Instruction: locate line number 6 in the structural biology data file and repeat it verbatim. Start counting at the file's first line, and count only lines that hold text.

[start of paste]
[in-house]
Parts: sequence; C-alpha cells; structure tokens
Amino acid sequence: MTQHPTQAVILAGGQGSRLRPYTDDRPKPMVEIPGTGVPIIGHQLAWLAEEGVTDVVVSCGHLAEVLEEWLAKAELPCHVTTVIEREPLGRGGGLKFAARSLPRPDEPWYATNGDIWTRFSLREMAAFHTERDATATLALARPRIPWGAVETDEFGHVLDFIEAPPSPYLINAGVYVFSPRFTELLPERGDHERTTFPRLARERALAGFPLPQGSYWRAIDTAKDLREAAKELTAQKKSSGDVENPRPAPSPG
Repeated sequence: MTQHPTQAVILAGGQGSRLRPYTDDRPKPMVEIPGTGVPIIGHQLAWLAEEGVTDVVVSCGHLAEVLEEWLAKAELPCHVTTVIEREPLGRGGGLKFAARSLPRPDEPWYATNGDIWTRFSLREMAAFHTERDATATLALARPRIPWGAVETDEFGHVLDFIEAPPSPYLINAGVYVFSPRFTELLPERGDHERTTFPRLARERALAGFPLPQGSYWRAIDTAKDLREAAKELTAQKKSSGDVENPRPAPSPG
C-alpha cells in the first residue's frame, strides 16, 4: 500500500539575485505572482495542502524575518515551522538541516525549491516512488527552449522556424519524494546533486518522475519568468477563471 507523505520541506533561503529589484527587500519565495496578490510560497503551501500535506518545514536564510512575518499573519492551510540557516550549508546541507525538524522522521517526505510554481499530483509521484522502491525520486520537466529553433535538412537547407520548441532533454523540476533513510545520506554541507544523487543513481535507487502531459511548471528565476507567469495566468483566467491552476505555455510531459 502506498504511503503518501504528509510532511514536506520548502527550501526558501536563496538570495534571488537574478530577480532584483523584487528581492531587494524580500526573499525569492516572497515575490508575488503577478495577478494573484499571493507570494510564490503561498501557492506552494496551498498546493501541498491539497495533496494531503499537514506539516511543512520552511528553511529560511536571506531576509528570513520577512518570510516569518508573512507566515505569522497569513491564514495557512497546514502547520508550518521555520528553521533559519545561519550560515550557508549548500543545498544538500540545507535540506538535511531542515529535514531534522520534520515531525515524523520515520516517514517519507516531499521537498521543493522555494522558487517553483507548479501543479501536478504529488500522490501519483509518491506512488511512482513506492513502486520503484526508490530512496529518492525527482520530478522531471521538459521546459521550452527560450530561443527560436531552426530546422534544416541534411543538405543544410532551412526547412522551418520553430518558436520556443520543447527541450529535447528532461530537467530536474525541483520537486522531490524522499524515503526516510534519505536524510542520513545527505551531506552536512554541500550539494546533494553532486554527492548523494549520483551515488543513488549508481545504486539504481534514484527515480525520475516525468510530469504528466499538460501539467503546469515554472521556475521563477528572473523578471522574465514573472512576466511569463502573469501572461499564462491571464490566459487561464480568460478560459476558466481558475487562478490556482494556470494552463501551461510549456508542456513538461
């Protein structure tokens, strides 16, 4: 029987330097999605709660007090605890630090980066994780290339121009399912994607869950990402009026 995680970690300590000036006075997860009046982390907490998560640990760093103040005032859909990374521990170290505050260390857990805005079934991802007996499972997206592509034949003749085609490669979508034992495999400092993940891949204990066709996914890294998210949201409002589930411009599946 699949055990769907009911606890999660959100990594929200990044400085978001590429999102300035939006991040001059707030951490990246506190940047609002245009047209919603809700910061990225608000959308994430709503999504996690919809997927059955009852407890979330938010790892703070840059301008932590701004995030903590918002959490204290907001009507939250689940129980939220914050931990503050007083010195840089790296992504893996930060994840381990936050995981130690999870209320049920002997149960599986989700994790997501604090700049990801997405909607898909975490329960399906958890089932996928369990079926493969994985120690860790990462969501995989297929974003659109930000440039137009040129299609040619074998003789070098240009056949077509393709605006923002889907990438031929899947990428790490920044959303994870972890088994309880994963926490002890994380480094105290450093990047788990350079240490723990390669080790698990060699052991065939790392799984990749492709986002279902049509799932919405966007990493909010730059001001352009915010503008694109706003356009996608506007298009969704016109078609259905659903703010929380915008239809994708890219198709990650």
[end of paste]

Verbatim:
């Protein structure tokens, strides 16, 4: 029987330097999605709660007090605890630090980066994780290339121009399912994607869950990402009026 995680970690300590000036006075997860009046982390907490998560640990760093103040005032859909990374521990170290505050260390857990805005079934991802007996499972997206592509034949003749085609490669979508034992495999400092993940891949204990066709996914890294998210949201409002589930411009599946 699949055990769907009911606890999660959100990594929200990044400085978001590429999102300035939006991040001059707030951490990246506190940047609002245009047209919603809700910061990225608000959308994430709503999504996690919809997927059955009852407890979330938010790892703070840059301008932590701004995030903590918002959490204290907001009507939250689940129980939220914050931990503050007083010195840089790296992504893996930060994840381990936050995981130690999870209320049920002997149960599986989700994790997501604090700049990801997405909607898909975490329960399906958890089932996928369990079926493969994985120690860790990462969501995989297929974003659109930000440039137009040129299609040619074998003789070098240009056949077509393709605006923002889907990438031929899947990428790490920044959303994870972890088994309880994963926490002890994380480094105290450093990047788990350079240490723990390669080790698990060699052991065939790392799984990749492709986002279902049509799932919405966007990493909010730059001001352009915010503008694109706003356009996608506007298009969704016109078609259905659903703010929380915008239809994708890219198709990650």